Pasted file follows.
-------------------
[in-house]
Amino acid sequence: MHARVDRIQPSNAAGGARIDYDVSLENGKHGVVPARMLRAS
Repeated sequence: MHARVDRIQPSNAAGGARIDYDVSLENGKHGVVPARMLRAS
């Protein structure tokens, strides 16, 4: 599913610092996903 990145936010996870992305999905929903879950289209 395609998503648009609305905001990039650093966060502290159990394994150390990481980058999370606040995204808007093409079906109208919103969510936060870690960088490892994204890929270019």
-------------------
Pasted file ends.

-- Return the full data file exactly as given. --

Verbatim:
[in-house]
Amino acid sequence: MHARVDRIQPSNAAGGARIDYDVSLENGKHGVVPARMLRAS
Repeated sequence: MHARVDRIQPSNAAGGARIDYDVSLENGKHGVVPARMLRAS
């Protein structure tokens, strides 16, 4: 599913610092996903 990145936010996870992305999905929903879950289209 395609998503648009609305905001990039650093966060502290159990394994150390990481980058999370606040995204808007093409079906109208919103969510936060870690960088490892994204890929270019």